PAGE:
Dear Reader, today we mark a solemn anniversary. On this day in 1942, William Faulkner, whose works to date (The Sound and the Fury, Light in August, Absalom, Absalom!) were not lucrative enough to keep body and soul knit together, embarked upon his screenwriting career. Yes. This happened.
Humphrey Bogart was the biggest box-office draw of the day and Warner Brothers thought the two would be unstoppable. But consider: Bogart was a chain smoker (hence, the eponymous rude habit of “bogarting” [don’t act like you don’t know what I mean]). How was he ever going to make it to the end of a Faulknerian sentence? In a phrase no one has ever used before: Hemingway to the rescue! WB put Faulkner to work doing film treatments of To Have and Have Not and then Chandler’s The Big Sleep. This was a boon for folks like me, who would otherwise never have endured Faulkner’s work in any form.
Surely, though, this was an aberration. Our society does not hold the written word in so light esteem that we’d make authors work for a living. Right? The sad truth follows:
1. Herman Melville, bank clerk
Whether he would prefer not to or no, Melville toiled at a bank in Albany, New York, beginning in 1832. Subsequent stints as English teacher and cabin boy proved equally unsatisfactory, so he boarded a merchant ship and went properly to sea. During his five-year voyage, he explored strange new worlds (including living with some cannibals in the Marquesas), sought out new life and new life forms (literally selling sea shells by the seashore in Tahiti), and was boldly imprisoned by mutineers.
Look how happy he is in this photo. Wearing a tie. Sitting in a chair. Having a table at elbow. He has landed the white whale of Indoorland. Well done, Herman.
2. George Orwell, policeman
The man TIME magazine would awkwardly hail as “Big Brother’s Father” one day enlisted (yes, that’s the correct word) in the Imperial Police at the age of 19 and went off to merry Mandalay, where he would be haunted by Mister de Winter’s first wife, Rebecca, (not true) and eventually catch a nice whiff of dengue fever (sadly, true).
Known for perfectly serviceable works such as 1984, Orwell most importantly crafted the definitive guide on the making of tea, lauded (properly) as among the mainstays of civilization. He was also a linguist and spoke 9 languages, including the Tibeto-Burman tonal language, Shaw-Karen.
So cruel was life to this man that he retreated to an abandoned building in the Inner Hebrides after the death of his wife (and after many unsuccessful attempts to replace her). Fortunately, he eventually contracted tuberculosis, which was extremely fashionable at the time. Do it to Julia, indeed.
In this photo, he is doubtless wondering why he was not posted to Japan, where he might have picked up the proper technique for hara-kiri.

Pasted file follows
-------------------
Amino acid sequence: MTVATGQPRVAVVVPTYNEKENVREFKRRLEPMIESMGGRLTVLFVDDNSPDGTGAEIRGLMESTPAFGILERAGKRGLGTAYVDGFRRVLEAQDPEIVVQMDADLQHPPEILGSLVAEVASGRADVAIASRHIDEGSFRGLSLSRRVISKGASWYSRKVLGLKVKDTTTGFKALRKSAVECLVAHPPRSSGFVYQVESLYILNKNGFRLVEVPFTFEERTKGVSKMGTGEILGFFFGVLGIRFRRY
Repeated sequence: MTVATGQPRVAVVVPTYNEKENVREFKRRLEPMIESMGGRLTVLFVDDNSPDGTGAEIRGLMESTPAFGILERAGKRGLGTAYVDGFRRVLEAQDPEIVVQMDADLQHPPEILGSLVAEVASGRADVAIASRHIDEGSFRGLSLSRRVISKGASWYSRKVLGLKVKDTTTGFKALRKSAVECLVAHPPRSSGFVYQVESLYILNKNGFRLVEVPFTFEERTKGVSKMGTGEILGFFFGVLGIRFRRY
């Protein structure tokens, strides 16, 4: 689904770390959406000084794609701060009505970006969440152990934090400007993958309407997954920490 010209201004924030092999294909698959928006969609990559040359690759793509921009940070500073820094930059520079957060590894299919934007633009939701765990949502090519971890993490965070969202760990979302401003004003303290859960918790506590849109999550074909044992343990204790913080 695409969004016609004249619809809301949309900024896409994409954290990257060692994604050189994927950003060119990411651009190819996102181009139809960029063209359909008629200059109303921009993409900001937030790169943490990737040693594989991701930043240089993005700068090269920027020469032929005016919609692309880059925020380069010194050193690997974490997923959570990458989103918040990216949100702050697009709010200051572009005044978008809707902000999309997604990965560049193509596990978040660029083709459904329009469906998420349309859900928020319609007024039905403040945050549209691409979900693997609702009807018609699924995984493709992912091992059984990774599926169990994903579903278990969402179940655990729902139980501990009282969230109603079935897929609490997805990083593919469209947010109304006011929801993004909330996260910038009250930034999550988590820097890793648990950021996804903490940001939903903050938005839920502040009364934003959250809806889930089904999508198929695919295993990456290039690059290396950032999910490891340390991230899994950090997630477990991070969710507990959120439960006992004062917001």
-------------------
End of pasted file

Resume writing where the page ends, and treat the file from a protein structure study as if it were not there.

3. Kurt Vonnegut, car salesman
Did you really think these would get better? No Disney ads on this blog, Friend. (Dear Mr. Iger, I can make you a competitive offer.)
Kurt Vonnegut opened (not just sauntered into one Saturday morning, but opened) a Saab dealership in Barnstable, Massachusetts, five years after his first novel, Player Piano, was launched. He credited his lack of success at selling Saabs with the prejudice the Swedes displayed in withholding the Nobel.
This is a photo of Kurt visiting the air-raid shelter where he waited out the fire-bombing of Dresden as a POW, trying mightily to catch a little of Orwell’s complaint.
4. J.D. Salinger, your activities director
Nobody’s fool, J.D. tried to go about things the right way. But when his relationship with Oona O’Neill (daughter of Eugene O’Neill) went south, he had to get an honest job. I’m not sure he had to go whole hog and become the activities director for the MS Kungsholm, but it was a Swedish ship (seems he and Kurt were working the same angle).
Hard to imagine this fellow setting up the shuffleboard tourney. I’m seeing swaths of rye around the courts. And then, then, ohmygosh, people are just running off the edge of the ship! And no one can catch them, because J.D. has been so busy with the pinochle seatings that Holden Caulfield hasn’t been written yet. The horror!
There are more, many more: Agatha Christie as druggist’s assistant, James Joyce running a movie theater, Kerouac washing dishes and Burroughs killing bugs. Virginia Woolf may have had it worst of all. She became a publisher and it made her so cranky she rejected James Joyce. Not a date with Joyce, mind you, but Ulysses. She sold out eventually and killed herself three years later. Dangerous work, this writing life.
So, next time you breezily bypass some Great Work and think, “I’ll get it at the library,” remember: You are a party to this grave injustice. Writing is hard and writers need to eat—dust and cocaine, at a minimum. Go treat yourself, some lucky author, and the world and support your local bookstore (or massive online retailer).
The weekend’s coming. What will you read?